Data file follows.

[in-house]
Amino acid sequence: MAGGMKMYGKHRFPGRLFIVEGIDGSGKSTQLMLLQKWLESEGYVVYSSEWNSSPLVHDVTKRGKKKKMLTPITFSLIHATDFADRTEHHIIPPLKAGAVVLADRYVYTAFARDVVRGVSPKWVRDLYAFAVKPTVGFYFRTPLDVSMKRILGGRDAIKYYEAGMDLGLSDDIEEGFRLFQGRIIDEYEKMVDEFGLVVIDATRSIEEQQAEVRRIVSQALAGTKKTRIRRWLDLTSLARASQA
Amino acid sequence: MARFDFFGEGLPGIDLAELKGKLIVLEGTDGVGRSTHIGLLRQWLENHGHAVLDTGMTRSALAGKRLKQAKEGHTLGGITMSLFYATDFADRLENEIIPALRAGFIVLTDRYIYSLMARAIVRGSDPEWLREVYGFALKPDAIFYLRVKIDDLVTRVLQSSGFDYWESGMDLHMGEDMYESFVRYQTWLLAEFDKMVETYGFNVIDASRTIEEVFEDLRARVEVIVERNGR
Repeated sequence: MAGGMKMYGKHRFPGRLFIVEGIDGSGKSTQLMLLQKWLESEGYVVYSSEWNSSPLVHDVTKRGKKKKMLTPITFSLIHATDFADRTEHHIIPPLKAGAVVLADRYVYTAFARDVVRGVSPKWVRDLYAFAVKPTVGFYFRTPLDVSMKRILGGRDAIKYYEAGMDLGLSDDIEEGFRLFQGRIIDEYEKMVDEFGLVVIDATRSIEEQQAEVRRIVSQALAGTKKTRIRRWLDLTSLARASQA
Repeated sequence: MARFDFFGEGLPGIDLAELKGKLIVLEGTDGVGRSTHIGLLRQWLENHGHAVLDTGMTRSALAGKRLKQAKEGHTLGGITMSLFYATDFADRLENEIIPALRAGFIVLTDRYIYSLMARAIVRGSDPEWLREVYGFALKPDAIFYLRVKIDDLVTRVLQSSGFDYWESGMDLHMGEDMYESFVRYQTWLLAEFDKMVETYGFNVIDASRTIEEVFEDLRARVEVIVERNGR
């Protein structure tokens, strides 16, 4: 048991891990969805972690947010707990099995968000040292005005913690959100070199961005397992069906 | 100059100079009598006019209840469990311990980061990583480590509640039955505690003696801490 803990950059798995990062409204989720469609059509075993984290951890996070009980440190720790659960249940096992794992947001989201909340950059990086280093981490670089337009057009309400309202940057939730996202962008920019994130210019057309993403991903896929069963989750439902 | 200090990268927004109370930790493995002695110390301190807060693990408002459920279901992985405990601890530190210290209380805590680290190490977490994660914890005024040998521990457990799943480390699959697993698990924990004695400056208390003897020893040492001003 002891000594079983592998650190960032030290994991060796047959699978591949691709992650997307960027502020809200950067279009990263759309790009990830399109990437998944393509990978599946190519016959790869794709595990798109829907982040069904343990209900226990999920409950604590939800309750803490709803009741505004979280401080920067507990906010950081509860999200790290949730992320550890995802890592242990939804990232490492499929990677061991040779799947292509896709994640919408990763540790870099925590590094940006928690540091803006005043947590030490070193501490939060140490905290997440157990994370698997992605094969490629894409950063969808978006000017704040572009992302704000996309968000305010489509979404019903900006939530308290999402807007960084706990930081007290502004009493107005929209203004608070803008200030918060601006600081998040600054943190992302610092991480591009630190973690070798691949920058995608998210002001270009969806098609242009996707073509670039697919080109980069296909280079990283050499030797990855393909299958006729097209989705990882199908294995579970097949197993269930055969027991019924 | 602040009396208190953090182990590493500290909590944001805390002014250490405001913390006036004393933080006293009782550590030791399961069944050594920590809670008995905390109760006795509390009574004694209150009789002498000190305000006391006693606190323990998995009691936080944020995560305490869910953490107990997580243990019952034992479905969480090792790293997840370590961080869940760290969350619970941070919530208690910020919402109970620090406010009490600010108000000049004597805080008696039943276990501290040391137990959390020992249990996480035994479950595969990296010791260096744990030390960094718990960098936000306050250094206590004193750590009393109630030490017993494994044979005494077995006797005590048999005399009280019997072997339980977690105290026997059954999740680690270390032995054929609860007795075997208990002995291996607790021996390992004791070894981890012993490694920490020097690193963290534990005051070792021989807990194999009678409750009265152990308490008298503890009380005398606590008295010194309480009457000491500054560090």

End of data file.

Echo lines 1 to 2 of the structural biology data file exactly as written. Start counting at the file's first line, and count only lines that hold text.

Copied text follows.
[in-house]
Amino acid sequence: MAGGMKMYGKHRFPGRLFIVEGIDGSGKSTQLMLLQKWLESEGYVVYSSEWNSSPLVHDVTKRGKKKKMLTPITFSLIHATDFADRTEHHIIPPLKAGAVVLADRYVYTAFARDVVRGVSPKWVRDLYAFAVKPTVGFYFRTPLDVSMKRILGGRDAIKYYEAGMDLGLSDDIEEGFRLFQGRIIDEYEKMVDEFGLVVIDATRSIEEQQAEVRRIVSQALAGTKKTRIRRWLDLTSLARASQA